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Blue Economy, Sardinia towards a sustainable maritime governance

Blue Economy, la Sardegna verso una governance marittima sostenibile

The Sardinian Regional Council approved a document about maritime spatial planning. Following Europe's Blue Economy directives, the plan aims to become a strategic programme for maritime spatial planning in the long term.

The water management plan will include Blue Economy statements to protect the aquatic resources. According to Quirico Sanna, Councillor of Local Authorities, Finance and Urban Planning, Sardinia's document in the context of maritime space planning meets the requirements dictated by the European directives on Blue Economy and Sustainable Blue Growth.

A great joint work

"The document drawn up and shared with the Inter-Industrial Table is the result of a great joint work", says Councillor Sanna, "moreover, the Regional Development Programme aims at reaching Agenda 2030's sustainable development goals and the Preliminary Document of the Regional Sustainable Development Strategy".

Maritime governance activities aim to build a strategy for planning Sardinian naval space in the medium and long term. "The plans will last ten years", continues the Councilor, "but the administration wants to plan a long-term strategic approach to the blue economy and sustainable blue growth. The approach will consider good practices which stand for durability, use of renewables and reuse of resources - respecting the Western Mediterranean Sea's environment and wildlife balances."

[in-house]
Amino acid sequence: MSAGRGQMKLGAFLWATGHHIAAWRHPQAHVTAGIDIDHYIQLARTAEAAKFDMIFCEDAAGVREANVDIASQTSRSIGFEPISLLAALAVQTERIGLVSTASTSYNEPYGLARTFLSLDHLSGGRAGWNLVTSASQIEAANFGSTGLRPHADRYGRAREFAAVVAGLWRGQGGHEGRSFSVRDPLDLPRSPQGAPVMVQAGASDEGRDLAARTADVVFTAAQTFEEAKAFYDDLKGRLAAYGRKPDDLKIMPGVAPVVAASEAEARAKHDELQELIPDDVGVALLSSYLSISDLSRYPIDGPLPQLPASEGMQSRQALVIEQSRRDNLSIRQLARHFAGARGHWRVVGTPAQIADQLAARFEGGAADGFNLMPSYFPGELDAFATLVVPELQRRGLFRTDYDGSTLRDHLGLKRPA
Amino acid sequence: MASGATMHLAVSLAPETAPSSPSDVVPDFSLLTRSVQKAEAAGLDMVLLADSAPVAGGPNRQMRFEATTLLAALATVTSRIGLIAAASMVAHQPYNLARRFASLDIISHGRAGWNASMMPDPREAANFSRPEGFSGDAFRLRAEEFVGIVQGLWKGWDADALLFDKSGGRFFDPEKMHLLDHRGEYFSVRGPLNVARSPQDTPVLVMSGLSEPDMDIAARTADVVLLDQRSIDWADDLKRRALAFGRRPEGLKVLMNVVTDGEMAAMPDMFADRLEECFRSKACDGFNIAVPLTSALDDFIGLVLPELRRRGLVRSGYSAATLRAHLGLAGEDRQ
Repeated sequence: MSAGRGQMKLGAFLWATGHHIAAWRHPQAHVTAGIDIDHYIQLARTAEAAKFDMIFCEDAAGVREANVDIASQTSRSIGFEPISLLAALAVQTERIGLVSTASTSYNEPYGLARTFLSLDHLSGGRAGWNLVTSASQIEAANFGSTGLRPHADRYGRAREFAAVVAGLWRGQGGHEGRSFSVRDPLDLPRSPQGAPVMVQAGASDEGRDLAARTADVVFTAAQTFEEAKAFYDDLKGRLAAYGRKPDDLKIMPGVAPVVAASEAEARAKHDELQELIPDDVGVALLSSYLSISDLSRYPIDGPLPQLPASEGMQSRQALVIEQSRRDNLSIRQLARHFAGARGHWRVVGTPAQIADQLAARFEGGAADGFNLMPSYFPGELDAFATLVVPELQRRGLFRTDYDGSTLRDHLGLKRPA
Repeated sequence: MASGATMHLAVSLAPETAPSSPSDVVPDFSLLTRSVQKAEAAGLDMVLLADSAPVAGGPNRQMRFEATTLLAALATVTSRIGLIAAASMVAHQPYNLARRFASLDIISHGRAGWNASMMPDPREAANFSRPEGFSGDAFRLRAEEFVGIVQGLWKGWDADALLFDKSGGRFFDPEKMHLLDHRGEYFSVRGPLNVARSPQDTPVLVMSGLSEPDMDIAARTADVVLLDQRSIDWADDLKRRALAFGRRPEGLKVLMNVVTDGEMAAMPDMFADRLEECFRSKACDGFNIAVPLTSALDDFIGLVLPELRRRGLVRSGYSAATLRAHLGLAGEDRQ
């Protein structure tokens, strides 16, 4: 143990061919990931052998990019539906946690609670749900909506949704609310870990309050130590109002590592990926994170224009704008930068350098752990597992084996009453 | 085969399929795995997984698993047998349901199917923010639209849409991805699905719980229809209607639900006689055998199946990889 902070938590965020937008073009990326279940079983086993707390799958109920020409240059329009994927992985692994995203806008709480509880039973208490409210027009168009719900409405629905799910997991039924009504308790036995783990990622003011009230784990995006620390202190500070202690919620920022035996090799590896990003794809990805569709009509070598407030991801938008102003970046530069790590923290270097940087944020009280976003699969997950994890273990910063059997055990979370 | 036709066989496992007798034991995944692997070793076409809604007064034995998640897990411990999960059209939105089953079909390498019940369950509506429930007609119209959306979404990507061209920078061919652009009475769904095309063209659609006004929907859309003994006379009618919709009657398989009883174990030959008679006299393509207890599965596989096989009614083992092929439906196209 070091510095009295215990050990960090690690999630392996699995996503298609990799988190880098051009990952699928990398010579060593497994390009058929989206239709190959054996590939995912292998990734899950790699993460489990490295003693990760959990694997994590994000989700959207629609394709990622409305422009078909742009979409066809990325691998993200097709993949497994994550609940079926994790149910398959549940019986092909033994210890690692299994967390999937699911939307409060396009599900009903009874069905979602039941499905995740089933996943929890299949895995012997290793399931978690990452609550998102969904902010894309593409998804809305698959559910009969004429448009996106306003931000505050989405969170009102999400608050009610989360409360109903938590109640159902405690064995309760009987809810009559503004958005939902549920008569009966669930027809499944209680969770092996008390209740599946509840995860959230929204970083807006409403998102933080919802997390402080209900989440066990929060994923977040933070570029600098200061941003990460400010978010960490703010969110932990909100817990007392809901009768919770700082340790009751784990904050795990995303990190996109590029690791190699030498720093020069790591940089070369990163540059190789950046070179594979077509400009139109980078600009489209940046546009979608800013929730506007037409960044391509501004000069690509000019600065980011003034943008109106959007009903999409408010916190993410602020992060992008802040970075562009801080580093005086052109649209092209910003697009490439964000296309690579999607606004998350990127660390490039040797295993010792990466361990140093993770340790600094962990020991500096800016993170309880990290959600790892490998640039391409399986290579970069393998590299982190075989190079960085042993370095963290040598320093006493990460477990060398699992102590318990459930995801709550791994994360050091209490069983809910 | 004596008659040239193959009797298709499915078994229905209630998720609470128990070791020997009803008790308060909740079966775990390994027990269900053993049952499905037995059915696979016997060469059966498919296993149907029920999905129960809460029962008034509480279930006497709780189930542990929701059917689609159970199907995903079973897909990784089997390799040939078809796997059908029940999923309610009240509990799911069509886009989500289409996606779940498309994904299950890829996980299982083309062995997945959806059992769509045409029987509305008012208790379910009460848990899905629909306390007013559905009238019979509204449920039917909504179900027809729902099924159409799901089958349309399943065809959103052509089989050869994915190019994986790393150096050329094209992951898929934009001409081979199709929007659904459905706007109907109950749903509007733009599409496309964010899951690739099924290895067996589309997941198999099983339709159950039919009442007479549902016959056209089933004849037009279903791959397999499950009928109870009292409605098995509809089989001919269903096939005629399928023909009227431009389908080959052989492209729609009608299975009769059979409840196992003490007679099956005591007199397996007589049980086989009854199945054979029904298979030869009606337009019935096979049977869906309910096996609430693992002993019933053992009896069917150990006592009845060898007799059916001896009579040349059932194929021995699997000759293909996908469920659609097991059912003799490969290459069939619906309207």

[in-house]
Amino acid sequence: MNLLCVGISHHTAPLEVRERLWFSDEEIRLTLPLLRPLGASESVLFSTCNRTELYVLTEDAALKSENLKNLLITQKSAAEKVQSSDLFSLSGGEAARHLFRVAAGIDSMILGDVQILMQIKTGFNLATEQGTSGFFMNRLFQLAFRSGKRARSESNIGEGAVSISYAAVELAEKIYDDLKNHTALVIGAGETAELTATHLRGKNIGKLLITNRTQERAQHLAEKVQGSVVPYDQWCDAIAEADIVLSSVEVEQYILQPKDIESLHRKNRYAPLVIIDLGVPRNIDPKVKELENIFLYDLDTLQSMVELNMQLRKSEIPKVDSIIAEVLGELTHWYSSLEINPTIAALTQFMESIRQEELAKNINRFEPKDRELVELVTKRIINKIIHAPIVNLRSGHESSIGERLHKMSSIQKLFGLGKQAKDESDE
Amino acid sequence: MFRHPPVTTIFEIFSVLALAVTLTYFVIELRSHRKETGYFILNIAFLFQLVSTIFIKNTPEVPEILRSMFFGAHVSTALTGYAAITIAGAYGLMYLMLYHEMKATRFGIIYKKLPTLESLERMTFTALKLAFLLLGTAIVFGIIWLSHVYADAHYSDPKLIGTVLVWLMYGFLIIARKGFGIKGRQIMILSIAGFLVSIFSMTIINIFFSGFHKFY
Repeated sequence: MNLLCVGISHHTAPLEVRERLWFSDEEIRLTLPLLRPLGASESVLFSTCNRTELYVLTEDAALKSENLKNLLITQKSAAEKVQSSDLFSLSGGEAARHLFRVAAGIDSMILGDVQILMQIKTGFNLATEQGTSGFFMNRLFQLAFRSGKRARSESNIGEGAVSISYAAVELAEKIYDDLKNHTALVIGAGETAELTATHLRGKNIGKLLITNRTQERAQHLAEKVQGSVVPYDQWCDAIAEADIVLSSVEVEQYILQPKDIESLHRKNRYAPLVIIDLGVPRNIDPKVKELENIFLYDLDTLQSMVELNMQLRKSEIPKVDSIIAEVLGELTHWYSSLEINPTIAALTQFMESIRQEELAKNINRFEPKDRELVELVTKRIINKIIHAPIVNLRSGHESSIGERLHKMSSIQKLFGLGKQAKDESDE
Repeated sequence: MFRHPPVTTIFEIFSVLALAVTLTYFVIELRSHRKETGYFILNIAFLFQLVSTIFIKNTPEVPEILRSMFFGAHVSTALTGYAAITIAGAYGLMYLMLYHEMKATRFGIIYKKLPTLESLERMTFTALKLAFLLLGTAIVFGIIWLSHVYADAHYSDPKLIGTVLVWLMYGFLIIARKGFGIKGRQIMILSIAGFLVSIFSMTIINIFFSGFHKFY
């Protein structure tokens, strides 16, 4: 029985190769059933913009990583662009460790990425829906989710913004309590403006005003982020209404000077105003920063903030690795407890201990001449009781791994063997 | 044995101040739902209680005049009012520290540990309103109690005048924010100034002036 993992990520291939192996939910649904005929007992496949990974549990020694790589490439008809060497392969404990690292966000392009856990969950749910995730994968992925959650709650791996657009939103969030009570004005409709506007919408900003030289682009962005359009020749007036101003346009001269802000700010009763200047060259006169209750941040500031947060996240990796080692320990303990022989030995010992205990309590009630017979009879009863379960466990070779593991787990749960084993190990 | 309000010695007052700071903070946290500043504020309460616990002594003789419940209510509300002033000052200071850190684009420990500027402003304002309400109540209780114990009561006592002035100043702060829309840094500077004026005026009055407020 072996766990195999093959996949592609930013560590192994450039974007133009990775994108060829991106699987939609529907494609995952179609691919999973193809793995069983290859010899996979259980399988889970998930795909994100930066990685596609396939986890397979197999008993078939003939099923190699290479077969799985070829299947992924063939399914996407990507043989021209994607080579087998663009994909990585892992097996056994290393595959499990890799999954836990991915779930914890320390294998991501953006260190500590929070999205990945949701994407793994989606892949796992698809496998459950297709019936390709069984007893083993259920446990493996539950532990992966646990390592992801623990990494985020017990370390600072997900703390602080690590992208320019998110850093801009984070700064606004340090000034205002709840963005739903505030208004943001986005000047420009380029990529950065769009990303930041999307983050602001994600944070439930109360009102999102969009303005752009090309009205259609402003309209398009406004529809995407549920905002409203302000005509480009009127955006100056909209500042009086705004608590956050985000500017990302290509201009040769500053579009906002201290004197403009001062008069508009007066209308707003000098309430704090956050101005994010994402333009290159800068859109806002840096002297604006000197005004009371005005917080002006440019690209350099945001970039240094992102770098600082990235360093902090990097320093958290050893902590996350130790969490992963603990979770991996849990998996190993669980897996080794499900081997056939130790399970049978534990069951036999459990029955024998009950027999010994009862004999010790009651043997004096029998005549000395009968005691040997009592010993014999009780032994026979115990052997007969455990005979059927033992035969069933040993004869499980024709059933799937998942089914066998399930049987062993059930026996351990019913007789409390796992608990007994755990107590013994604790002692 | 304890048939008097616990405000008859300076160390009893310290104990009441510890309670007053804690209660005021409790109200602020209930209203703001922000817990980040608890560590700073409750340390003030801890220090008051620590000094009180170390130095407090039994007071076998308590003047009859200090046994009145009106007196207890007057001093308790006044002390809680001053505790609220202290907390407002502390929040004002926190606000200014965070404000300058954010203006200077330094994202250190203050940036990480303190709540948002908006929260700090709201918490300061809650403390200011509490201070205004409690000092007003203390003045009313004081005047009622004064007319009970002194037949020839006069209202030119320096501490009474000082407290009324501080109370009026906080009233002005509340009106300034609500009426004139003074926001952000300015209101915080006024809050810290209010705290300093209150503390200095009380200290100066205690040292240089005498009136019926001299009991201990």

The next steps

Once the strategic goals have been identified, the Board will assign different marine areas, considering the existing or potential socio-economic activities in each zone. For these activities, the regional authority has partnered with Sardegna Ricerche and has commissioned the International Marine Center – IMC Onlus Foundation to provide the necessary technical and scientific assistance.

The Mediterranean Sea must be preserved

Among the unconfirmed document's guidelines: durability, renewables, and reuse of resources. However, the common goal is clear: limiting the impact on the Mediterranean as much as possible. Mare Nostrum, which is rich in biodiversity, is a fundamental natural resource to be preserved. Yet irresponsible practices such as trawling, the intensive exploitation of natural resources, or spills of hydrocarbons, biocides, and other chemicals at sea contribute to undermining an already suffering ecosystem.

According to Business for Ocean Sustainability- Focus on the Mediterranean Sea by One Ocean Foundation, the Mediterranean Sea's health could only be fully protected if we progress towards a "blue" economy. Pollutants reduction, more transparency, new eco-friendly technologies' development are requirements to keep our coexistence with the sea. As the report points out, sustainability also requires a network between companies and policies to protect marine ecosystems and impact market mechanisms, which allocate the necessary funds to research and innovation.

Tags: Global sight